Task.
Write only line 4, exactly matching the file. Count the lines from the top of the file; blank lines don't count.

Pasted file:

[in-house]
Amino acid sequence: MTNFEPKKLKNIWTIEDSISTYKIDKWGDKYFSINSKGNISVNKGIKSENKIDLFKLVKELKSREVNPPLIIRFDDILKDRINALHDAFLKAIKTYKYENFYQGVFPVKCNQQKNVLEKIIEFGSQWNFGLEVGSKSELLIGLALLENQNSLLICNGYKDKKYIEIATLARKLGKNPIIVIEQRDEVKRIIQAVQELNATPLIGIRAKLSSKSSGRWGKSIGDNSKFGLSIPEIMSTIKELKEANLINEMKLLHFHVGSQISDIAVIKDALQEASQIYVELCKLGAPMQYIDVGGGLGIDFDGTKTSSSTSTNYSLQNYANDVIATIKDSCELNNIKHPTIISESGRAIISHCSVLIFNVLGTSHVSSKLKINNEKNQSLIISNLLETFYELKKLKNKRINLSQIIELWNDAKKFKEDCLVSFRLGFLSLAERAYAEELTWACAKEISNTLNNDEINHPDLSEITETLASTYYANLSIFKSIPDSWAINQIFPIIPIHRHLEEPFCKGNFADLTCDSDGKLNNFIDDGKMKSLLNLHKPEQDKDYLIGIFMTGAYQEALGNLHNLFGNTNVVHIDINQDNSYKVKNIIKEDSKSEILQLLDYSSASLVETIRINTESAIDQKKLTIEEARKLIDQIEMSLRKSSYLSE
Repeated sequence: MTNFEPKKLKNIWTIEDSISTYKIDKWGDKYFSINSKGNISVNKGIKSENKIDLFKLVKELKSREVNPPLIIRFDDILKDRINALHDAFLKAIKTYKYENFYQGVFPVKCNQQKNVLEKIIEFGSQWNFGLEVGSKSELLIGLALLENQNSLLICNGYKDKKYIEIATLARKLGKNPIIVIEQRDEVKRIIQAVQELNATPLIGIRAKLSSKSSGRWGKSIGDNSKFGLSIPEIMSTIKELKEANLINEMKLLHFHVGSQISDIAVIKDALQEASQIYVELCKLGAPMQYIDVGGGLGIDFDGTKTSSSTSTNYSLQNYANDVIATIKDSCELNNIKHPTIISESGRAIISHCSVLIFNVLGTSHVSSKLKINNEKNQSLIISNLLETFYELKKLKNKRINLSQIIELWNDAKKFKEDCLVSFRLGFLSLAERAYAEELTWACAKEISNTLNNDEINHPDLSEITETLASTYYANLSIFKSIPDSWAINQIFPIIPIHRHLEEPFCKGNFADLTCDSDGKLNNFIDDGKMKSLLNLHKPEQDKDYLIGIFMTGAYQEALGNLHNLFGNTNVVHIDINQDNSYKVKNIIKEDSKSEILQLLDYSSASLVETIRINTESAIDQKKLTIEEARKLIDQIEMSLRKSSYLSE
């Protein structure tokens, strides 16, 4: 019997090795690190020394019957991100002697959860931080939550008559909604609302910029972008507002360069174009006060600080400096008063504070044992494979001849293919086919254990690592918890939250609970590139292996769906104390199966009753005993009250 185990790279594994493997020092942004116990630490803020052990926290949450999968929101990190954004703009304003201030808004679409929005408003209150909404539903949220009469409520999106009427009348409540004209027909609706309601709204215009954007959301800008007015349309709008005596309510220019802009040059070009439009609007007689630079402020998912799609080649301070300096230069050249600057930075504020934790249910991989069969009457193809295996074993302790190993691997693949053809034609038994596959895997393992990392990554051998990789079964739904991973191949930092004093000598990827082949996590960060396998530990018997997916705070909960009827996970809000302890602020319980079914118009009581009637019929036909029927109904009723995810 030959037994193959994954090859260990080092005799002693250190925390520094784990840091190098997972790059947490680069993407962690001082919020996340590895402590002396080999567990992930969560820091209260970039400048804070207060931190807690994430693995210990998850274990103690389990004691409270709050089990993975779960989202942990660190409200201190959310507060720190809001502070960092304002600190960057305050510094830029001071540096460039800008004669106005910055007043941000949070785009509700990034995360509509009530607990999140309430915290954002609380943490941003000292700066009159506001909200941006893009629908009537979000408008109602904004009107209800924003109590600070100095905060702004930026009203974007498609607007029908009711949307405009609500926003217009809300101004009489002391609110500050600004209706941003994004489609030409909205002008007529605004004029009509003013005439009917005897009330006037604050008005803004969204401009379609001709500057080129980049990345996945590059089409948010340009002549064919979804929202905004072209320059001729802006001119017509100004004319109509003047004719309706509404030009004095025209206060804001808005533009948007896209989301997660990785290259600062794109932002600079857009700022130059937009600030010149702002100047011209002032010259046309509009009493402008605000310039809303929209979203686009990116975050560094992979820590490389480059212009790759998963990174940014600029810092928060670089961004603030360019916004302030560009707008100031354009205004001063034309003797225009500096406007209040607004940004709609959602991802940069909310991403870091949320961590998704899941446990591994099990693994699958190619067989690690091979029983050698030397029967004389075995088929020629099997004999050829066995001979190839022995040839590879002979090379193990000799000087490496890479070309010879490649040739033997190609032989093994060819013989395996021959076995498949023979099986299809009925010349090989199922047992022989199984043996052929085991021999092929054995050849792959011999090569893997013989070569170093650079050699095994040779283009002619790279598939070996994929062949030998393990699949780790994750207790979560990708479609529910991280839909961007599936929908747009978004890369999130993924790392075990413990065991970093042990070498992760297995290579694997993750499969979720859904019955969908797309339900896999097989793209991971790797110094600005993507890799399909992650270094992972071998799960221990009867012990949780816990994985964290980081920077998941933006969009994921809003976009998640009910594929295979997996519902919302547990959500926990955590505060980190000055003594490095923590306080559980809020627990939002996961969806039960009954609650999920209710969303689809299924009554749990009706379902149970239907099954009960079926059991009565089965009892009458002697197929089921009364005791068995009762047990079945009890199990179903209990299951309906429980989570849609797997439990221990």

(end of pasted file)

């Protein structure tokens, strides 16, 4: 019997090795690190020394019957991100002697959860931080939550008559909604609302910029972008507002360069174009006060600080400096008063504070044992494979001849293919086919254990690592918890939250609970590139292996769906104390199966009753005993009250 185990790279594994493997020092942004116990630490803020052990926290949450999968929101990190954004703009304003201030808004679409929005408003209150909404539903949220009469409520999106009427009348409540004209027909609706309601709204215009954007959301800008007015349309709008005596309510220019802009040059070009439009609007007689630079402020998912799609080649301070300096230069050249600057930075504020934790249910991989069969009457193809295996074993302790190993691997693949053809034609038994596959895997393992990392990554051998990789079964739904991973191949930092004093000598990827082949996590960060396998530990018997997916705070909960009827996970809000302890602020319980079914118009009581009637019929036909029927109904009723995810 030959037994193959994954090859260990080092005799002693250190925390520094784990840091190098997972790059947490680069993407962690001082919020996340590895402590002396080999567990992930969560820091209260970039400048804070207060931190807690994430693995210990998850274990103690389990004691409270709050089990993975779960989202942990660190409200201190959310507060720190809001502070960092304002600190960057305050510094830029001071540096460039800008004669106005910055007043941000949070785009509700990034995360509509009530607990999140309430915290954002609380943490941003000292700066009159506001909200941006893009629908009537979000408008109602904004009107209800924003109590600070100095905060702004930026009203974007498609607007029908009711949307405009609500926003217009809300101004009489002391609110500050600004209706941003994004489609030409909205002008007529605004004029009509003013005439009917005897009330006037604050008005803004969204401009379609001709500057080129980049990345996945590059089409948010340009002549064919979804929202905004072209320059001729802006001119017509100004004319109509003047004719309706509404030009004095025209206060804001808005533009948007896209989301997660990785290259600062794109932002600079857009700022130059937009600030010149702002100047011209002032010259046309509009009493402008605000310039809303929209979203686009990116975050560094992979820590490389480059212009790759998963990174940014600029810092928060670089961004603030360019916004302030560009707008100031354009205004001063034309003797225009500096406007209040607004940004709609959602991802940069909310991403870091949320961590998704899941446990591994099990693994699958190619067989690690091979029983050698030397029967004389075995088929020629099997004999050829066995001979190839022995040839590879002979090379193990000799000087490496890479070309010879490649040739033997190609032989093994060819013989395996021959076995498949023979099986299809009925010349090989199922047992022989199984043996052929085991021999092929054995050849792959011999090569893997013989070569170093650079050699095994040779283009002619790279598939070996994929062949030998393990699949780790994750207790979560990708479609529910991280839909961007599936929908747009978004890369999130993924790392075990413990065991970093042990070498992760297995290579694997993750499969979720859904019955969908797309339900896999097989793209991971790797110094600005993507890799399909992650270094992972071998799960221990009867012990949780816990994985964290980081920077998941933006969009994921809003976009998640009910594929295979997996519902919302547990959500926990955590505060980190000055003594490095923590306080559980809020627990939002996961969806039960009954609650999920209710969303689809299924009554749990009706379902149970239907099954009960079926059991009565089965009892009458002697197929089921009364005791068995009762047990079945009890199990179903209990299951309906429980989570849609797997439990221990």